Predicting that X will probably change Y

The IA-CEPA is predicted to stabilise diplomatic relations between the two countries.

Predicting a change that does not take an object

If you want to say something will change, without mentioning the thing that will be affected by the change (the object of the change), then the writer of our opening example is using the right structure: Continue reading

Why these and not those?

These days a lot of people like to use smartphones and tablets. Those are popular because they can connect to the Internet.

OK so our writer is using those as a substitute for smartphones and tablets. However, it would have been better to use these: Continue reading

Referring to sources using substitution

It has been argued that expenditure needed for applying a circular economy tends to be high (Kirchher et al., 2017). However, their claim is easy to counter given the many economic benefits offered by a circular economy.

This writer has used their as a substitute for a source – Kircher et al. However, since the source is in brackets and has not yet appeared in the body of the text, we have to assume that the reader has not yet seen it! Only use a pronoun as a substitute if the noun you are substituting has already been mentioned in the body of the text: Continue reading

As he says that..

As Ballard (2017) states that nicotine is more dangerous than alcohol.

OK so there is a group of reporting verbs that may be followed by that (+ independent clause), while there are others that don’t work with that:

Reporting verbs with ‘that’

  • Henderson (2013) writes that the double quantum matrix is a myth.
  • In 2015 it was discovered by Smith that elephants are more afraid of snakes than mice.
  • The findings of Jones et al. (2017) suggest that music education can lead to more general improvements in academic ability.

Reporting verbs without ‘that’

  • Henderson (2013) describes the double quantum matrix as a myth.
  • In his 2015 study of elephants, Smith identified a discrepancy between fear of mice and fear of snakes.
  • Jones’ research (2017) highlighted improvements in academic ability following music study.

As + that (?!)

This third category simply does not exist! As does not belong with that, so in our opening example we need either:

  • Ballard (2017) states that nicotine is more dangerous than alcohol.

OR..

  • As Ballard (2017) states, nicotine is more dangerous than alcohol.

Indonesian flag But NEVER:

  • As Ballard (2017) states that nicotine is more dangerous than alcohol.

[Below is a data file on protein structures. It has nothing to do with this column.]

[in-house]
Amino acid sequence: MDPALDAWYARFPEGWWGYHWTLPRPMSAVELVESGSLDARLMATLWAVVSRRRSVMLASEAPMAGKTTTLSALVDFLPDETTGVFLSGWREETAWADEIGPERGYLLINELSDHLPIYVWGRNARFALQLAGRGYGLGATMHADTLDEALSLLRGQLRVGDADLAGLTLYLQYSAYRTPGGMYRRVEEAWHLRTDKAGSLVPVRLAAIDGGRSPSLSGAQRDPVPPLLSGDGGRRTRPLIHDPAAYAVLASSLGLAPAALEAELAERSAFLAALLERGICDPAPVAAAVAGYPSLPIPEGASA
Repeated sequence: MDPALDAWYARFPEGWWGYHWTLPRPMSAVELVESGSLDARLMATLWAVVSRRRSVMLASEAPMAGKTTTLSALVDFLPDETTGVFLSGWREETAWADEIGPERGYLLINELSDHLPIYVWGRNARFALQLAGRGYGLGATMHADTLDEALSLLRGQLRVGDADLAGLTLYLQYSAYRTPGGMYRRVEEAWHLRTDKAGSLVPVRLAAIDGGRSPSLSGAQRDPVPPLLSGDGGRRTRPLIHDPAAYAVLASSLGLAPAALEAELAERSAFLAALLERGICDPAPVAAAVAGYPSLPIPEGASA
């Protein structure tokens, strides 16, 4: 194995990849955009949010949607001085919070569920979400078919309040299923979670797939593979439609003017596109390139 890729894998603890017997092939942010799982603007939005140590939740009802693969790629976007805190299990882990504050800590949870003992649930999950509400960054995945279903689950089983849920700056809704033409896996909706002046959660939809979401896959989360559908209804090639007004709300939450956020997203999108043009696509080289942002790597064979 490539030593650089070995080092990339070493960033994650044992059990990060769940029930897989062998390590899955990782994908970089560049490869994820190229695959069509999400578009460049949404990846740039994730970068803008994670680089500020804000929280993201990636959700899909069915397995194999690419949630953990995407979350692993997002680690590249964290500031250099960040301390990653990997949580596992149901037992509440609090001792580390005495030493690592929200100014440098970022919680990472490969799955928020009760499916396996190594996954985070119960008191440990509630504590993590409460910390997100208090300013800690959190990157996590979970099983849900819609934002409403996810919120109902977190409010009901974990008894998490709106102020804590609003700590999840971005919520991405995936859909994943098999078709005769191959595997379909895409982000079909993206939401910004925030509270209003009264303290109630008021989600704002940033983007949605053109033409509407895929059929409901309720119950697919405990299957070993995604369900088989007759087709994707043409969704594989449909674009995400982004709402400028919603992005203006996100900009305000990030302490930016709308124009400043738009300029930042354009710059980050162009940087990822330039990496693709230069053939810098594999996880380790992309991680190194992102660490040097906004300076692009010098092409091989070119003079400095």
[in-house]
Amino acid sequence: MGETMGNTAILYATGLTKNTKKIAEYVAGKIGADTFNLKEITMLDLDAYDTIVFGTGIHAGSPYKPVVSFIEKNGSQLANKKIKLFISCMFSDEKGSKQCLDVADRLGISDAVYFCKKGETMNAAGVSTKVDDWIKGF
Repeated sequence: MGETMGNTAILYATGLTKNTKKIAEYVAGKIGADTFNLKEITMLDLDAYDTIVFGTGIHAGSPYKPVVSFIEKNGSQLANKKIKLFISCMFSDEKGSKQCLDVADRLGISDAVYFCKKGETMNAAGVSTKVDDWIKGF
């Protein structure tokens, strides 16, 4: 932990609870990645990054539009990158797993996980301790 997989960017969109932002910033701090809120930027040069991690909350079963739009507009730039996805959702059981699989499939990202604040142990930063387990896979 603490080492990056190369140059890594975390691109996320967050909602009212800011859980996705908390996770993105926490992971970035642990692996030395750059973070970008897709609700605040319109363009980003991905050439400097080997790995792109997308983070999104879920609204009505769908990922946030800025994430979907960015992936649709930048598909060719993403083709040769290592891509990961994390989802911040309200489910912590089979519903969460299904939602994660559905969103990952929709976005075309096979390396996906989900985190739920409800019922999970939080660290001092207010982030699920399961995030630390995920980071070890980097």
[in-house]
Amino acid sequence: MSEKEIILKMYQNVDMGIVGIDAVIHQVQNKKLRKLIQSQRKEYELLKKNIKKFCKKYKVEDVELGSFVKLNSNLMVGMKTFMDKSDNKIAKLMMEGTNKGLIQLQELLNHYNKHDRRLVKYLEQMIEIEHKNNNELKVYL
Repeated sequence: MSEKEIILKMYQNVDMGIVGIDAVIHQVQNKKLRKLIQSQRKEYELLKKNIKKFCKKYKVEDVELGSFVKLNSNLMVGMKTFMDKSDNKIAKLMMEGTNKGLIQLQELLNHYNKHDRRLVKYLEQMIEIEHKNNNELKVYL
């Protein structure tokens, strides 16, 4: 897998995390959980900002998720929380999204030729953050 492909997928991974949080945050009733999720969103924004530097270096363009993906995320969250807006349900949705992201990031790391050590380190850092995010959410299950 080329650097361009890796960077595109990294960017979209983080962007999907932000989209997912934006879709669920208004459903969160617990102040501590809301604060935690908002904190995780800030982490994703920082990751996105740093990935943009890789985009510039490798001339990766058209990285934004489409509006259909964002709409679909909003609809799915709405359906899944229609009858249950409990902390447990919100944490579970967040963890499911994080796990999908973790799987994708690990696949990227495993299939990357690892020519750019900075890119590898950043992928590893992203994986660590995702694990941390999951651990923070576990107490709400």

No need for ‘necessity’

It is a necessity of Christian churches to address post-colonial issues in their ministerial aspects.

This was a special request from subscriber and special friend Elia who is unsure about his use of the word ‘necessity’. Like many Indonesians he is not confident when it comes to expressing subtle degrees of obligation, the Indonesian equivalents for which are often less subtle than their English counterparts. Continue reading

Hedging devices in academic writing

In the world of banking it is possible to invest money in a so-called hedge fund. This kind of investment allows you to invest your money without being 100% certain about making a profit, even though you are quietly confident that you will.

In the world of language we can do something similar. We can use hedging devices in writing to show that we are ‘confidently uncertain’ about our claims.

Let’s take a bold claim and look at how we might use hedging devices to ‘soften’ it to show that we are uncertain but confident. Compare the following texts. Continue reading

Jumbled hedges

Academic writers make frequent use of ‘hedges’ – phrases that change the strength of their claims so as to make them more acceptable to other academics. A claim can be made stronger or weaker by adding adjectives and adverbs, by changing verbs, or by adding lengthy ‘hedging’ phrases.

The activity below includes 10 sentences that feature hedging. Try to reconstruct them and see if you can identify which words and phrases constitute ‘hedging’!

(Answer key below!) Continue reading

Articles and sentient animals

New Zealand now recognises all animals as sentient beings!

Discuss with a friend.. If animals are sentient beings (they can think and feel pretty much like humans can), how does this affect our attitude to:

  • animals as food
  • scientific experimentation involving animals (vivisection)
  • animals in sport and entertainment

After your discussion, read the following text and select articles as appropriate. Continue reading